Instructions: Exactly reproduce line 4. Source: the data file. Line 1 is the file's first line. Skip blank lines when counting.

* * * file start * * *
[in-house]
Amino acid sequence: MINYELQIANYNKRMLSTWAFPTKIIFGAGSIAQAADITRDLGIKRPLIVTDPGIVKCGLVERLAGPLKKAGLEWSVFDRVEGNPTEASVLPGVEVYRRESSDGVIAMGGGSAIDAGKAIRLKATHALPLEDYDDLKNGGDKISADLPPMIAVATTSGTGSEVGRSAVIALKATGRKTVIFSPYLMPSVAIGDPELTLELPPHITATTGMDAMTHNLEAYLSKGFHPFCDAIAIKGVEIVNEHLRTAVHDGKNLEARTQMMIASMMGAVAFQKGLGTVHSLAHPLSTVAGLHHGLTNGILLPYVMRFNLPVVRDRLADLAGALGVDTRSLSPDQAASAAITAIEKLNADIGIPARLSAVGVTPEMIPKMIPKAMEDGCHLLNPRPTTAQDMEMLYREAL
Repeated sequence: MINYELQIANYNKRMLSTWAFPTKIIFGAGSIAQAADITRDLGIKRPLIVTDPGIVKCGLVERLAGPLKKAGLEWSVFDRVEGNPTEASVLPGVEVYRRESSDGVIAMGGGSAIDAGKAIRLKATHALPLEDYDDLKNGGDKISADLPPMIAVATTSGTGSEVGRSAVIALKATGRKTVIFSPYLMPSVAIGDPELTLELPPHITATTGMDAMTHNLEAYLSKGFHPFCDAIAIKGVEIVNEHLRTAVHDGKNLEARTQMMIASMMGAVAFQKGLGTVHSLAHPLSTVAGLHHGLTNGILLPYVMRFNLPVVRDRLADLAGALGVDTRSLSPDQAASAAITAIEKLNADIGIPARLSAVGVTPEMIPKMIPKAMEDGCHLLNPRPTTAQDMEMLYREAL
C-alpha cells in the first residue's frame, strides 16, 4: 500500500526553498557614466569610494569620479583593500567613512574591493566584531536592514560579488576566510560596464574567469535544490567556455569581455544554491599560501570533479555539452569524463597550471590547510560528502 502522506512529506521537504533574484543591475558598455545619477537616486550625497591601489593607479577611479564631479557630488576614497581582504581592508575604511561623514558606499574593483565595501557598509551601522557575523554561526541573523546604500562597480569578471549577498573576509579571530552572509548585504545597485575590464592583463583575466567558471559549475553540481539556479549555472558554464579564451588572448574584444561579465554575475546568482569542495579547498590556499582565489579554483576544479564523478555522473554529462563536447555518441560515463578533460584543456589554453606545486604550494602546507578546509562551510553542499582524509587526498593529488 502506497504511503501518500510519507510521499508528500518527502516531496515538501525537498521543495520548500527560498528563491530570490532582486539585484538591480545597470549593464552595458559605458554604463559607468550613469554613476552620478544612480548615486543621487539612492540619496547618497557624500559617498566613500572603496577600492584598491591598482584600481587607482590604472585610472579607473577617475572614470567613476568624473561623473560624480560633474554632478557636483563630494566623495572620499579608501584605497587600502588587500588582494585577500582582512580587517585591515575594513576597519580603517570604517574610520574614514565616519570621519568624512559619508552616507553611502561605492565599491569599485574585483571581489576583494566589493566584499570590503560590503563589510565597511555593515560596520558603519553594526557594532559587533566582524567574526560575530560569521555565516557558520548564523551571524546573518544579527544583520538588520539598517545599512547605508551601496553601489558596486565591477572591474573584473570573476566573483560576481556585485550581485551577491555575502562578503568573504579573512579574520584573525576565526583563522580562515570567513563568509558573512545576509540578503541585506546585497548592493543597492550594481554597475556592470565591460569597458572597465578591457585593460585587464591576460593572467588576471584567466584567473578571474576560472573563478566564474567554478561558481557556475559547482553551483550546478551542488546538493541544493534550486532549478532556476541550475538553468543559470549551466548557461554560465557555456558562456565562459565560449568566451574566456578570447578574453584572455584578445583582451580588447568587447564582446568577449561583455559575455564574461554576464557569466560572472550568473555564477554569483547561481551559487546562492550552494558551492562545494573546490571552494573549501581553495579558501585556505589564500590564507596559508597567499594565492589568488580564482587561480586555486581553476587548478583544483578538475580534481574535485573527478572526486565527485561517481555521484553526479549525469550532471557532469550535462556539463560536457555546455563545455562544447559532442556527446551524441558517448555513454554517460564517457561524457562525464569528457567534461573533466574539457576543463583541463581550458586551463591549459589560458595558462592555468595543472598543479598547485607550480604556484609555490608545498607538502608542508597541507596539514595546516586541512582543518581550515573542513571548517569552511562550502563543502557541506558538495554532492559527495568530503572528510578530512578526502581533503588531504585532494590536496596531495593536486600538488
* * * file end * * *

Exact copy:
C-alpha cells in the first residue's frame, strides 16, 4: 500500500526553498557614466569610494569620479583593500567613512574591493566584531536592514560579488576566510560596464574567469535544490567556455569581455544554491599560501570533479555539452569524463597550471590547510560528502 502522506512529506521537504533574484543591475558598455545619477537616486550625497591601489593607479577611479564631479557630488576614497581582504581592508575604511561623514558606499574593483565595501557598509551601522557575523554561526541573523546604500562597480569578471549577498573576509579571530552572509548585504545597485575590464592583463583575466567558471559549475553540481539556479549555472558554464579564451588572448574584444561579465554575475546568482569542495579547498590556499582565489579554483576544479564523478555522473554529462563536447555518441560515463578533460584543456589554453606545486604550494602546507578546509562551510553542499582524509587526498593529488 502506497504511503501518500510519507510521499508528500518527502516531496515538501525537498521543495520548500527560498528563491530570490532582486539585484538591480545597470549593464552595458559605458554604463559607468550613469554613476552620478544612480548615486543621487539612492540619496547618497557624500559617498566613500572603496577600492584598491591598482584600481587607482590604472585610472579607473577617475572614470567613476568624473561623473560624480560633474554632478557636483563630494566623495572620499579608501584605497587600502588587500588582494585577500582582512580587517585591515575594513576597519580603517570604517574610520574614514565616519570621519568624512559619508552616507553611502561605492565599491569599485574585483571581489576583494566589493566584499570590503560590503563589510565597511555593515560596520558603519553594526557594532559587533566582524567574526560575530560569521555565516557558520548564523551571524546573518544579527544583520538588520539598517545599512547605508551601496553601489558596486565591477572591474573584473570573476566573483560576481556585485550581485551577491555575502562578503568573504579573512579574520584573525576565526583563522580562515570567513563568509558573512545576509540578503541585506546585497548592493543597492550594481554597475556592470565591460569597458572597465578591457585593460585587464591576460593572467588576471584567466584567473578571474576560472573563478566564474567554478561558481557556475559547482553551483550546478551542488546538493541544493534550486532549478532556476541550475538553468543559470549551466548557461554560465557555456558562456565562459565560449568566451574566456578570447578574453584572455584578445583582451580588447568587447564582446568577449561583455559575455564574461554576464557569466560572472550568473555564477554569483547561481551559487546562492550552494558551492562545494573546490571552494573549501581553495579558501585556505589564500590564507596559508597567499594565492589568488580564482587561480586555486581553476587548478583544483578538475580534481574535485573527478572526486565527485561517481555521484553526479549525469550532471557532469550535462556539463560536457555546455563545455562544447559532442556527446551524441558517448555513454554517460564517457561524457562525464569528457567534461573533466574539457576543463583541463581550458586551463591549459589560458595558462592555468595543472598543479598547485607550480604556484609555490608545498607538502608542508597541507596539514595546516586541512582543518581550515573542513571548517569552511562550502563543502557541506558538495554532492559527495568530503572528510578530512578526502581533503588531504585532494590536496596531495593536486600538488